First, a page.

The High Court has overturned a decision that an unlicensed teenager was driving a vehicle when he sustained catastrophic injuries, finding that it had been proved on the balance of probabilities that his father was the driver at the time of the collision, and that the CTP insurer was therefore liable to pay him damages, costs and interest.
- The Court of Appeal’s failure to address the evidence of the expert mechanical engineer on the function of the seat belt pretensions and the airbags
- Whether the Court of Appeal erred in finding the teenager was the driver when this was contrary to compelling inferences from uncontested evidence.
On 25 September 2013 the 17 year old plaintiff suffered severe spinal injuries in a car accident on North Stradbroke Island. The plaintiff claimed damages for personal injuries, alleging that the collision was caused by the negligence of his father, who was driving the vehicle at the time of the collision.
Against a complex factual scenario and competing circumstantial and forensic evidence, RACQ denied liability on the basis that they alleged the plaintiff himself, underage and unlicensed, had been driving the vehicle at the time of the collision.
The Decision at Trial and on Appeal to the Court of Appeal
The trial judge, Boddice J, formed an adverse impression of the credibility of the plaintiff and his mother and relied on expert forensic evidence which established that the plaintiff’s DNA was on the driver’s airbag, in finding against the plaintiff at first instance. The plaintiff appealed.
The leading Court of Appeal judgmentby McMurdo JA described the case as “very closely balanced” and identified critical errors in the trial judge’s findings, concluding that, save for the inference to be drawn from the DNA evidence, it was “much more likely” that the appellant was not the driver. However, the DNA evidence, in McMurdo JA’s analysis, substantially weakened the plaintiff’s case. Her Honour concluded that it had not been shown that the trial judge had misused his advantage in seeing and hearing the plaintiff and his mother give evidence. Furthermore, the trial judge’s decision was not “glaringly improbable” or “contrary to compelling inferences”, so as to justify being disturbed. The appeal was therefore dismissed.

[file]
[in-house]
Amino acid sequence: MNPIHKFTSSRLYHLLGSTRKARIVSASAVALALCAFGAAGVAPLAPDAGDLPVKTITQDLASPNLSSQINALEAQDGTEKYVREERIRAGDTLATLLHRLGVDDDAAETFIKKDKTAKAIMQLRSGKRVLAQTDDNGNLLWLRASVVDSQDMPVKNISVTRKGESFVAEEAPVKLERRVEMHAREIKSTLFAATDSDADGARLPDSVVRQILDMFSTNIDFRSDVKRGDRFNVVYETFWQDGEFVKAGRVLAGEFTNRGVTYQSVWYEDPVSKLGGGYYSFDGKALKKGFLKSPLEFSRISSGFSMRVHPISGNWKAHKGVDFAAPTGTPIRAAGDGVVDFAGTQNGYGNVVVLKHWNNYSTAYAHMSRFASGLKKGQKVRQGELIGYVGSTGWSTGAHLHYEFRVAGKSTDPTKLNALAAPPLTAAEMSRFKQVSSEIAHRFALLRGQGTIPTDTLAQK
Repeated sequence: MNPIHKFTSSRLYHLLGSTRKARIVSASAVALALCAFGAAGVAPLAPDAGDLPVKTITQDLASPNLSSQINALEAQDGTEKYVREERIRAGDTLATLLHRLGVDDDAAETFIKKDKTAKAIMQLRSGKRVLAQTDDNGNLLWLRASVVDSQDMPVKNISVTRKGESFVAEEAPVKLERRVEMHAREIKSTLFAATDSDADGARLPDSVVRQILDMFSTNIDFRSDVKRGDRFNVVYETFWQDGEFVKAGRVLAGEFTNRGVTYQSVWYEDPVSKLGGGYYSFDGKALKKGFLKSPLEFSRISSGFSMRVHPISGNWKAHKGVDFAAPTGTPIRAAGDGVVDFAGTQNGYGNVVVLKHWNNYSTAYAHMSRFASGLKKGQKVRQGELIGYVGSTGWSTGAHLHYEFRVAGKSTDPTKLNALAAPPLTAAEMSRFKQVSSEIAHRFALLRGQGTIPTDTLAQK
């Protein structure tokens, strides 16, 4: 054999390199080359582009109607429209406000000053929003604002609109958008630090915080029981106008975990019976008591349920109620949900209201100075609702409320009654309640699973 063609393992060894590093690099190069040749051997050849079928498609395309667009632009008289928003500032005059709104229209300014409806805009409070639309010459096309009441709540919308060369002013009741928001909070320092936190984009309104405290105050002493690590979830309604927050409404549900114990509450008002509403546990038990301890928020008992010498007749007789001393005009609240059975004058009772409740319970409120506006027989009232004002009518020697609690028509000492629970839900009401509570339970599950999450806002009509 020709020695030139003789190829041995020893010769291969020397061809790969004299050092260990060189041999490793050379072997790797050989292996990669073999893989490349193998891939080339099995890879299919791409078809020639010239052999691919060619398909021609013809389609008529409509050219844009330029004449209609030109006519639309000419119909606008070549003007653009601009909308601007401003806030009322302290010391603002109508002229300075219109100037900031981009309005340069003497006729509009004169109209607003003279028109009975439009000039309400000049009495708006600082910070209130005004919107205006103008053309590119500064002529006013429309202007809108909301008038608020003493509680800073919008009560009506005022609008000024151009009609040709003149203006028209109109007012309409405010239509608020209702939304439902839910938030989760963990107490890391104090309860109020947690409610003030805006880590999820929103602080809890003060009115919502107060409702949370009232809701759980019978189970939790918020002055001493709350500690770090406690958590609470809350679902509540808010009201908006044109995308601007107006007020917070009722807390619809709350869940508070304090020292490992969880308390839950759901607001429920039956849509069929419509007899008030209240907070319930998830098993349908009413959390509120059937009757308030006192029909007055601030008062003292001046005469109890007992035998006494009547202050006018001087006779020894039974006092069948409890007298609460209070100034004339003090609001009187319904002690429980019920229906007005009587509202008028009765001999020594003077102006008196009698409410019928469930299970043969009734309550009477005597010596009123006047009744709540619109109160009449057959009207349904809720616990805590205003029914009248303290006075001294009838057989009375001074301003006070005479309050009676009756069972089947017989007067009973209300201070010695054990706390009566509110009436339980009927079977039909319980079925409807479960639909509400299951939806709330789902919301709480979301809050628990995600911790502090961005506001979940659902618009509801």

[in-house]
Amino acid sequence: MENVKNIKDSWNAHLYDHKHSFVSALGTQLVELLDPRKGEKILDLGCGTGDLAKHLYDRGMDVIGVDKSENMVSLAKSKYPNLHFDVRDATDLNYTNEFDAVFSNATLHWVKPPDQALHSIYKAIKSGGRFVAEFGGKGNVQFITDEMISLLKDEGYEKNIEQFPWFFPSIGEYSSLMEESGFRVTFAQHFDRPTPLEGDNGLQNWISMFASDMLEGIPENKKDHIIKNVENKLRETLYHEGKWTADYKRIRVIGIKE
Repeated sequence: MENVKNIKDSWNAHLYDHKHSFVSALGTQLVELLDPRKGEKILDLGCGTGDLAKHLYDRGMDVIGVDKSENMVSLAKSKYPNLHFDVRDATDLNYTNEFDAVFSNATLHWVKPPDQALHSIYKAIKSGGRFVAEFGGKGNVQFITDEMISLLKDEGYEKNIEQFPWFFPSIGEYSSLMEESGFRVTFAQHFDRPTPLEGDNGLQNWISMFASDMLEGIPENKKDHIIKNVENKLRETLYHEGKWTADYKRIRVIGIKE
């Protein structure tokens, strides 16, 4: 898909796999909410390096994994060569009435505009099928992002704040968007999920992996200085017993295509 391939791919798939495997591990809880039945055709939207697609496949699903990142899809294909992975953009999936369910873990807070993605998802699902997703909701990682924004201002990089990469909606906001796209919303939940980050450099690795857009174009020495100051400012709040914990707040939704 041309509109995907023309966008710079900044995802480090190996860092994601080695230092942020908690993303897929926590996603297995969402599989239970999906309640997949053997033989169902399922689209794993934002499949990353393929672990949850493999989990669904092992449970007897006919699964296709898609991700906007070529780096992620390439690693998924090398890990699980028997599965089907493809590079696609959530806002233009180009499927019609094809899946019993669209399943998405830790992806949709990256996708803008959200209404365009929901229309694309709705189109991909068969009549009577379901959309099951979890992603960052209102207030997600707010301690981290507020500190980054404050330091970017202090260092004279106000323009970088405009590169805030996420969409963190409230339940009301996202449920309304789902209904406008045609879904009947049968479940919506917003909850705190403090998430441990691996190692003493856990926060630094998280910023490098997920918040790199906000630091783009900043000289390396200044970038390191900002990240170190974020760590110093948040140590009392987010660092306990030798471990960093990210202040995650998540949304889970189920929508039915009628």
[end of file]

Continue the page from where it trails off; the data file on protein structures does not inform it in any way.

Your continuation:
The High Court Decision
The High Court unanimously overturned the decision and substituted a finding that the plaintiff was not driving at the time of the collision and he should recover his damages (which were agreed at $3,350,000) against RACQ in full, along with costs on an indemnity basis, and interest.
The judges of the High Court were critical of the reasoning adopted by the Court of Appeal, the Appellate court having been bound to conduct a “real review” of the evidence given at first instance and of the judge’s reasons for judgment, to determine whether the trial judge has erred in fact or law. It was the duty of the Court of Appeal to persist in its task of “weighing [the] conflicting evidence and drawing its own inferences and conclusions.” It failed to do so.
The High Court held that in circumstances where the evidence of the plaintiff and his mother was not critical to the determination of this largely circumstantial case, it was not appropriate to order a new trial, and that entitled the High Court to substitute its own judgment.
The fact that the plaintiff, who was paralysed by reason of his injuries, was located in the rear passenger seat within 90 seconds of the collision was a circumstance powerfully in favour of the conclusion that he was not the driver.
The question to be determined was whether it was more probable than not that the father was the driver. In determining this question, all of the circumstances had to be taken into account. The High Court held, in all of the circumstances, it was much more likely that the father was the driver.
Implications for you
The reasons of the High Court are a helpful reminder that in determining whether court’s of original jurisdiction have fallen into error Appellate courts must consider all of the evidence which was heard at trial and undertake the exercise of weighing up conflicting features of that evidence to establish whether a party has proven his case to the requisite standard, that is, on the balance of probabilities.
The findings of the High Court also serve to remind us how to maximise the effectiveness and cogency of expert evidence. Ensuring expert witnesses are properly and comprehensively briefed enables them to establish a sound basis for their conclusions, and carefully considering the reliability of an expert witnesses’ conclusions in the context of the rest of the body of evidence is vital to assessing the weight which will be given to any individual expert opinion.